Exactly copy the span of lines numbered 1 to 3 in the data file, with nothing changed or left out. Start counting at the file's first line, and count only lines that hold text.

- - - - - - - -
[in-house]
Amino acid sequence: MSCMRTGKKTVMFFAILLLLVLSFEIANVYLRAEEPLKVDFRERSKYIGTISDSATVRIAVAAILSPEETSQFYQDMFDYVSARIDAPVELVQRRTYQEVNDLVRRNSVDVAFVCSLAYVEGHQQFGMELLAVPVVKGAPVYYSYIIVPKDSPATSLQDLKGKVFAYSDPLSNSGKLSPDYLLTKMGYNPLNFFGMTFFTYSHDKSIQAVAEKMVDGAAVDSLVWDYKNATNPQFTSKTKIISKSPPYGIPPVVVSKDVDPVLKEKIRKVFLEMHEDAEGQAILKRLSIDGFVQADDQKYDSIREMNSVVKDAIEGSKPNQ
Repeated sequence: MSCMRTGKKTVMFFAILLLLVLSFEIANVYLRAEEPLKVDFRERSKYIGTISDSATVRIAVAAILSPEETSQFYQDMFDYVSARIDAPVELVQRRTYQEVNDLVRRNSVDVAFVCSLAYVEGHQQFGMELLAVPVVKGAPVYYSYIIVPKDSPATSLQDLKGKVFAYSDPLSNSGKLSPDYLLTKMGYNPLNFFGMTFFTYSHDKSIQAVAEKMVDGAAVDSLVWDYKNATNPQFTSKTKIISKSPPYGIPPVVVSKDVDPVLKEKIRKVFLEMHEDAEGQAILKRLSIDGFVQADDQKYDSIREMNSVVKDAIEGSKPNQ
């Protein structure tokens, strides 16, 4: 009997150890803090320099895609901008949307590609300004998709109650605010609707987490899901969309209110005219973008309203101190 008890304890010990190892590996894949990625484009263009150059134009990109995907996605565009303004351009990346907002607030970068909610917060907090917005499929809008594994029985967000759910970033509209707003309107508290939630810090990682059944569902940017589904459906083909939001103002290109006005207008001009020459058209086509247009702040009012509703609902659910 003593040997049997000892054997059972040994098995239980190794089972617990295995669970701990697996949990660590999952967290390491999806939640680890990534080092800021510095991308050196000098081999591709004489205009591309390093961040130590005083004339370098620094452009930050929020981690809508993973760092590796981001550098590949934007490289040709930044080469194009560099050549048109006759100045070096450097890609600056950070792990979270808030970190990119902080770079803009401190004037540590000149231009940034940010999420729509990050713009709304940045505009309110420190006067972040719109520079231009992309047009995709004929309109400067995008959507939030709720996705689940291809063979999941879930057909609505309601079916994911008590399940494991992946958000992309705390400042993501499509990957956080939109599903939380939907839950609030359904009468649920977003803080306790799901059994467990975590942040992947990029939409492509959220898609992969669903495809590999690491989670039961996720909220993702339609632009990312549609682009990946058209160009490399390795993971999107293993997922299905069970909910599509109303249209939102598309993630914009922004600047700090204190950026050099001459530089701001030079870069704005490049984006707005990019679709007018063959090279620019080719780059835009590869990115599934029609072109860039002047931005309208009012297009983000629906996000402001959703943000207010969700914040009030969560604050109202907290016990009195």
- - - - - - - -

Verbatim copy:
[in-house]
Amino acid sequence: MSCMRTGKKTVMFFAILLLLVLSFEIANVYLRAEEPLKVDFRERSKYIGTISDSATVRIAVAAILSPEETSQFYQDMFDYVSARIDAPVELVQRRTYQEVNDLVRRNSVDVAFVCSLAYVEGHQQFGMELLAVPVVKGAPVYYSYIIVPKDSPATSLQDLKGKVFAYSDPLSNSGKLSPDYLLTKMGYNPLNFFGMTFFTYSHDKSIQAVAEKMVDGAAVDSLVWDYKNATNPQFTSKTKIISKSPPYGIPPVVVSKDVDPVLKEKIRKVFLEMHEDAEGQAILKRLSIDGFVQADDQKYDSIREMNSVVKDAIEGSKPNQ
Repeated sequence: MSCMRTGKKTVMFFAILLLLVLSFEIANVYLRAEEPLKVDFRERSKYIGTISDSATVRIAVAAILSPEETSQFYQDMFDYVSARIDAPVELVQRRTYQEVNDLVRRNSVDVAFVCSLAYVEGHQQFGMELLAVPVVKGAPVYYSYIIVPKDSPATSLQDLKGKVFAYSDPLSNSGKLSPDYLLTKMGYNPLNFFGMTFFTYSHDKSIQAVAEKMVDGAAVDSLVWDYKNATNPQFTSKTKIISKSPPYGIPPVVVSKDVDPVLKEKIRKVFLEMHEDAEGQAILKRLSIDGFVQADDQKYDSIREMNSVVKDAIEGSKPNQ